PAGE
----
Learning from Failure

We all fail, yet we fear failure so much it can stop us from stepping out on faith and trusting the Lord for the results. The statistical facts suggest that failure is a common, almost universal, experience:

  • 75 percent of venture-capital-backed start-ups fail
  • 40 percent of CEOs don’t last eighteen months.
  • 81 percent of new hires don’t work out.
  • 99 percent of new patents never earn a penny.
  • 95 percent of new products introduced each year fail.
  • 68 percent of information technology projects fail to meet their goals.
  • 88 percent of New Year’s resolutions fail.
  • 100 percent of all human bodies fail.
Failure may not be such a failure because of what we may learn. Failure can motivate us not to give up. The Scriptures teach us in Isaiah 41:10, “Fear not, for I am with you; be not dismayed, for I am your God; I will strengthen you, I will help you, I will uphold you with my righteous right hand.”

Here are three truths that I have learned about failing:

  1. We can learn from our failures.
  2. Failure is a normal part of life.
  3. We will survive our failures to see His mercies are new every morning.
Lamentations 3:22-23 says, “The steadfast love of the Lord never ceases; His mercies never come to an end; they are new every morning; great is your faithfulness.”

In 1923, Babe Ruth broke the record for most weekly home runs. That same year, he also broke the record for the highest batting average. There is another record he broke that year that most people don’t know about. In 1923, Babe Ruth struck out more than any other Major League Baseball player.

Babe Ruth was not afraid to strike out. And it was this fearlessness that contributed to his remarkable career. He was the first player to hit 60 home runs in one season, a record he held for 34 years until Roger Maris hit 61 in 1961. He also had the lifetime total home run record of 714 for 39 years until Hank Aaron broke it in 1974. He had other records too. He had 1,330 career strikeouts – a record he held for 29 years until it was broken by none other than the great Mickey Mantle.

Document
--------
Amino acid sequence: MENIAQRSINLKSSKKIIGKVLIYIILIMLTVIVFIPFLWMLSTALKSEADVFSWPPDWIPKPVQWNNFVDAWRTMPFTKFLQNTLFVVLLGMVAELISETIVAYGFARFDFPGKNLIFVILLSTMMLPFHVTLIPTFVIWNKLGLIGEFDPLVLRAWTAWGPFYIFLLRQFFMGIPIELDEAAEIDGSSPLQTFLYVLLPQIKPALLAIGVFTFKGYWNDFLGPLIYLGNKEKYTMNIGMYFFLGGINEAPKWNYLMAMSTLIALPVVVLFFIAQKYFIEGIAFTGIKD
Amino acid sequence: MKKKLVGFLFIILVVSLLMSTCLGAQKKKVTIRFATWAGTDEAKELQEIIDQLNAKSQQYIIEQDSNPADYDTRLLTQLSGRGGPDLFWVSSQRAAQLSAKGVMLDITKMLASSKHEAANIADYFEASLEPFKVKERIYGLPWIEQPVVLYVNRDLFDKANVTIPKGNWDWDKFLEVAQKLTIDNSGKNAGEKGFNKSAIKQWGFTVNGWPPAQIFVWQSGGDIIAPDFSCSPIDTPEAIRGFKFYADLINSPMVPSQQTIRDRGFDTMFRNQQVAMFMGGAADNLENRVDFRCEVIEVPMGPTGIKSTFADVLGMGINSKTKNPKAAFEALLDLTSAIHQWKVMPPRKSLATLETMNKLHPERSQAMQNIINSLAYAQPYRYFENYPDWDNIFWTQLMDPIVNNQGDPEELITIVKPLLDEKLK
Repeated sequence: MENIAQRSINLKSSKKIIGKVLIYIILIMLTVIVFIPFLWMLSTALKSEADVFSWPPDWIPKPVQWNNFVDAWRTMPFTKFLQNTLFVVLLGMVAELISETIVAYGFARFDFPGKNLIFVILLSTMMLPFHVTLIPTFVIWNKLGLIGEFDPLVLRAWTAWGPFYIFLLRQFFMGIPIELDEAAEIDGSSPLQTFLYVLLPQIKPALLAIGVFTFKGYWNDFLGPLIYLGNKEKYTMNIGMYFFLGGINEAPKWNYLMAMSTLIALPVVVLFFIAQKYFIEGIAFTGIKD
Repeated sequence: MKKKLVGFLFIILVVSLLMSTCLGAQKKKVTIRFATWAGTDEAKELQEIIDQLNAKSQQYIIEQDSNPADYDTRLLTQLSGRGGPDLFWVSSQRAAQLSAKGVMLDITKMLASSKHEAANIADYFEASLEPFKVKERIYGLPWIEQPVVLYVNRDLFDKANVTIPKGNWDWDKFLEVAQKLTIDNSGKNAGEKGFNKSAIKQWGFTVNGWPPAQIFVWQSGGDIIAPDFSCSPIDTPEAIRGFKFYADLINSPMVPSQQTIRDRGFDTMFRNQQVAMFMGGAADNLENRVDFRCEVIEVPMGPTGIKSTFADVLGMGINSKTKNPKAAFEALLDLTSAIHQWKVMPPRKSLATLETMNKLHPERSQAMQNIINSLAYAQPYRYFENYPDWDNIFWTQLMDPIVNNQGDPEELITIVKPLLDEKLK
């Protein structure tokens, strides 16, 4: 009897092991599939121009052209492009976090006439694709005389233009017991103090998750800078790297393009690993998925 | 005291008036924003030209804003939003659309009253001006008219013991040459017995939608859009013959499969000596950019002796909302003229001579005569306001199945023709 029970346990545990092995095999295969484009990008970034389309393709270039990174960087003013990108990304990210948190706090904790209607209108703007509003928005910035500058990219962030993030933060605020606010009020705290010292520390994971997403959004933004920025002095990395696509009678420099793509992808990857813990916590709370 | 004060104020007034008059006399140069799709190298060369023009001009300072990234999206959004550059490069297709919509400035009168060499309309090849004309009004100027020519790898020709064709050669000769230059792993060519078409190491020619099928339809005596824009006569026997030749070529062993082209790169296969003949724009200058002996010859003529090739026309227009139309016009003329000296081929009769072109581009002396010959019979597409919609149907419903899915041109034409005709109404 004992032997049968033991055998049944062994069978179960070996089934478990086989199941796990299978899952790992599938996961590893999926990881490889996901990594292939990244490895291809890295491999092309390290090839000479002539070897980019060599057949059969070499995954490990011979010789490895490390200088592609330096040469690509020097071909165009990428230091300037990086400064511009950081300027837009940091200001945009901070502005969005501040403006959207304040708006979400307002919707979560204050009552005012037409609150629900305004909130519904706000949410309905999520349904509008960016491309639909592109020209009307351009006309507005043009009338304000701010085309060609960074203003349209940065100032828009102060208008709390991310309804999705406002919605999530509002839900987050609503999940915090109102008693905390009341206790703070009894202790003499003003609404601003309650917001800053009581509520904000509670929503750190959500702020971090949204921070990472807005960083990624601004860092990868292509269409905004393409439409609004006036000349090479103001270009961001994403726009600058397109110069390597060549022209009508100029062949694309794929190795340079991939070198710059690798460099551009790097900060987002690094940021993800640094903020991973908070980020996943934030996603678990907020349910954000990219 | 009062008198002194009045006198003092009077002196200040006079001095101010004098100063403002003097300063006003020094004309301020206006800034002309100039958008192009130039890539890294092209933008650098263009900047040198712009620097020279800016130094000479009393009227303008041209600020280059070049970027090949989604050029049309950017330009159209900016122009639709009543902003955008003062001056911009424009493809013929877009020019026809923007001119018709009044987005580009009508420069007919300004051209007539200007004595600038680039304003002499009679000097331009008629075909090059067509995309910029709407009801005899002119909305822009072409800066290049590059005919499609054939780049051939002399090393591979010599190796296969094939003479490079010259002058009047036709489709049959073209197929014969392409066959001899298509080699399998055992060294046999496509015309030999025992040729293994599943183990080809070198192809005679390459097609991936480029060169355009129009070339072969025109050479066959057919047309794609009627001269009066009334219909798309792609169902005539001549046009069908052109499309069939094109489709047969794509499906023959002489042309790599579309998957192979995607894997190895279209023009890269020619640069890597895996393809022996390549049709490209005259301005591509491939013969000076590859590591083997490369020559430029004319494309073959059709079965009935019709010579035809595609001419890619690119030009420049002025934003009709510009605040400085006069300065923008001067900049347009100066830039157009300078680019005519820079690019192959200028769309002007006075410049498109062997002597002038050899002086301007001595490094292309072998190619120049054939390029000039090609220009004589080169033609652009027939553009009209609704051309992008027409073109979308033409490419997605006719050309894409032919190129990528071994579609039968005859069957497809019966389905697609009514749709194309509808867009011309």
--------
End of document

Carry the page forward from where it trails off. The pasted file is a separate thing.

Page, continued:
Most people want to hit home runs, and the problem is they are afraid to fail to get there. As Babe Ruth proved, you can’t have one without the other. It’s perfectly fine to be a good, solid player who doesn’t go down swinging that often, but it also means you won’t hit that many home runs. Those players are needed on a team – they are the consistent and reliable players. If you want to swing for the fences, you must be willing to strike out.

1. We can learn to move past our failures and mistakes and not give up.

Proverbs 24:16 says, “The righteous may fall seven times but still get up, but the wicked will stumble into trouble. Proverbs 14:32 The wicked are crushed by disaster, but the godly have a refuge when they die.”

2. We can learn from our mistakes and failures, so we won’t keep repeating them.

Psalm 119:71, “It was good for me to be afflicted so that I could learn Your statutes.” Proverbs 3:5-6, “Trust the Lord with all your heart and don’t depend on your own understanding. Remember the Lord in all you do, and he will give you success.”

3. God will help us when we fail.

Psalm 37:23-24 says, “The steps of a good man are ordered by the Lord: and he delighted in his way. Thou h he falls, he shall not be utterly cast down: for the Lord uphold him with his hand.” Psalm 145:14, “He helps those who are in trouble; he lifts those who have fallen.”

We are learning together!
Pastor Steve

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